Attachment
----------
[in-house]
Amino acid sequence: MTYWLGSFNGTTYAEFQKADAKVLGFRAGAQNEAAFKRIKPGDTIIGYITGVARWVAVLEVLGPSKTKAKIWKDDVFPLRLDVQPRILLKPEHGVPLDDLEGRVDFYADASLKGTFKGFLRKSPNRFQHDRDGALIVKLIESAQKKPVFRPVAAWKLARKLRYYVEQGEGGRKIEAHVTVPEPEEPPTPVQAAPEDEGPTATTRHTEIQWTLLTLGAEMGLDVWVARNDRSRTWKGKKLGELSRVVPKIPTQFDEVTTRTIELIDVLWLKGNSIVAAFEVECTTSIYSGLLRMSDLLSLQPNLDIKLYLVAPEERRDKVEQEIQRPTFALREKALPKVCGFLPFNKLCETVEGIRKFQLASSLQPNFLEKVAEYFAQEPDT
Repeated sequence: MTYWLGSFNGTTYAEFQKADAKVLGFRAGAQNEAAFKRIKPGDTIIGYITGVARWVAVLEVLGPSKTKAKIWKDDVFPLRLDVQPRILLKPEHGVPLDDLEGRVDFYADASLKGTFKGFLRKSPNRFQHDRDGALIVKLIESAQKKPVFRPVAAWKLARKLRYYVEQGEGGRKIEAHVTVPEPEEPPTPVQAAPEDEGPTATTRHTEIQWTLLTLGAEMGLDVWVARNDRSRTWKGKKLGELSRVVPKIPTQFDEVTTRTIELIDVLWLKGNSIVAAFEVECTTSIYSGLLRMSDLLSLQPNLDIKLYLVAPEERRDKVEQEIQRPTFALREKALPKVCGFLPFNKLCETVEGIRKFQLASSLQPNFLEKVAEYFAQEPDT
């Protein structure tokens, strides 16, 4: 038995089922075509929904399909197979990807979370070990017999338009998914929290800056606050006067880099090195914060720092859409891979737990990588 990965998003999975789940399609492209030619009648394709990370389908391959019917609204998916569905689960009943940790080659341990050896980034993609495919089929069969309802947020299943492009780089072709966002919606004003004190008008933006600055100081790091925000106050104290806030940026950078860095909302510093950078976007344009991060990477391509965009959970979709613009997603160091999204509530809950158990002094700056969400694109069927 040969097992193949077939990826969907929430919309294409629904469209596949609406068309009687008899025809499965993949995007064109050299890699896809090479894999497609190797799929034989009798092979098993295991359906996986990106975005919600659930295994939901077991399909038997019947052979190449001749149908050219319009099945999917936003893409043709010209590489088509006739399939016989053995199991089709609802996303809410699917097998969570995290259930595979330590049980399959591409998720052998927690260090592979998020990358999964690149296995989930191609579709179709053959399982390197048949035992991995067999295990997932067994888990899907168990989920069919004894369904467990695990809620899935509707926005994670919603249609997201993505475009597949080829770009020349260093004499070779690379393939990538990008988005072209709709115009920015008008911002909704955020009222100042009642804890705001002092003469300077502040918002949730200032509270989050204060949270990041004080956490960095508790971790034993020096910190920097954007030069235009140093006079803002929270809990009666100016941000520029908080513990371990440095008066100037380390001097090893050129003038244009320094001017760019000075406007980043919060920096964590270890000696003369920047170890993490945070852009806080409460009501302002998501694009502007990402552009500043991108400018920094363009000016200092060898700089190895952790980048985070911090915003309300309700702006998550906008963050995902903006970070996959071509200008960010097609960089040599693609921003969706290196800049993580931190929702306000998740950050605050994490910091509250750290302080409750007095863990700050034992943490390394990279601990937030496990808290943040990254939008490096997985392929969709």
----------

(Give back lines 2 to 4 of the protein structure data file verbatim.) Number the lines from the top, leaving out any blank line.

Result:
Amino acid sequence: MTYWLGSFNGTTYAEFQKADAKVLGFRAGAQNEAAFKRIKPGDTIIGYITGVARWVAVLEVLGPSKTKAKIWKDDVFPLRLDVQPRILLKPEHGVPLDDLEGRVDFYADASLKGTFKGFLRKSPNRFQHDRDGALIVKLIESAQKKPVFRPVAAWKLARKLRYYVEQGEGGRKIEAHVTVPEPEEPPTPVQAAPEDEGPTATTRHTEIQWTLLTLGAEMGLDVWVARNDRSRTWKGKKLGELSRVVPKIPTQFDEVTTRTIELIDVLWLKGNSIVAAFEVECTTSIYSGLLRMSDLLSLQPNLDIKLYLVAPEERRDKVEQEIQRPTFALREKALPKVCGFLPFNKLCETVEGIRKFQLASSLQPNFLEKVAEYFAQEPDT
Repeated sequence: MTYWLGSFNGTTYAEFQKADAKVLGFRAGAQNEAAFKRIKPGDTIIGYITGVARWVAVLEVLGPSKTKAKIWKDDVFPLRLDVQPRILLKPEHGVPLDDLEGRVDFYADASLKGTFKGFLRKSPNRFQHDRDGALIVKLIESAQKKPVFRPVAAWKLARKLRYYVEQGEGGRKIEAHVTVPEPEEPPTPVQAAPEDEGPTATTRHTEIQWTLLTLGAEMGLDVWVARNDRSRTWKGKKLGELSRVVPKIPTQFDEVTTRTIELIDVLWLKGNSIVAAFEVECTTSIYSGLLRMSDLLSLQPNLDIKLYLVAPEERRDKVEQEIQRPTFALREKALPKVCGFLPFNKLCETVEGIRKFQLASSLQPNFLEKVAEYFAQEPDT
């Protein structure tokens, strides 16, 4: 038995089922075509929904399909197979990807979370070990017999338009998914929290800056606050006067880099090195914060720092859409891979737990990588 990965998003999975789940399609492209030619009648394709990370389908391959019917609204998916569905689960009943940790080659341990050896980034993609495919089929069969309802947020299943492009780089072709966002919606004003004190008008933006600055100081790091925000106050104290806030940026950078860095909302510093950078976007344009991060990477391509965009959970979709613009997603160091999204509530809950158990002094700056969400694109069927 040969097992193949077939990826969907929430919309294409629904469209596949609406068309009687008899025809499965993949995007064109050299890699896809090479894999497609190797799929034989009798092979098993295991359906996986990106975005919600659930295994939901077991399909038997019947052979190449001749149908050219319009099945999917936003893409043709010209590489088509006739399939016989053995199991089709609802996303809410699917097998969570995290259930595979330590049980399959591409998720052998927690260090592979998020990358999964690149296995989930191609579709179709053959399982390197048949035992991995067999295990997932067994888990899907168990989920069919004894369904467990695990809620899935509707926005994670919603249609997201993505475009597949080829770009020349260093004499070779690379393939990538990008988005072209709709115009920015008008911002909704955020009222100042009642804890705001002092003469300077502040918002949730200032509270989050204060949270990041004080956490960095508790971790034993020096910190920097954007030069235009140093006079803002929270809990009666100016941000520029908080513990371990440095008066100037380390001097090893050129003038244009320094001017760019000075406007980043919060920096964590270890000696003369920047170890993490945070852009806080409460009501302002998501694009502007990402552009500043991108400018920094363009000016200092060898700089190895952790980048985070911090915003309300309700702006998550906008963050995902903006970070996959071509200008960010097609960089040599693609921003969706290196800049993580931190929702306000998740950050605050994490910091509250750290302080409750007095863990700050034992943490390394990279601990937030496990808290943040990254939008490096997985392929969709």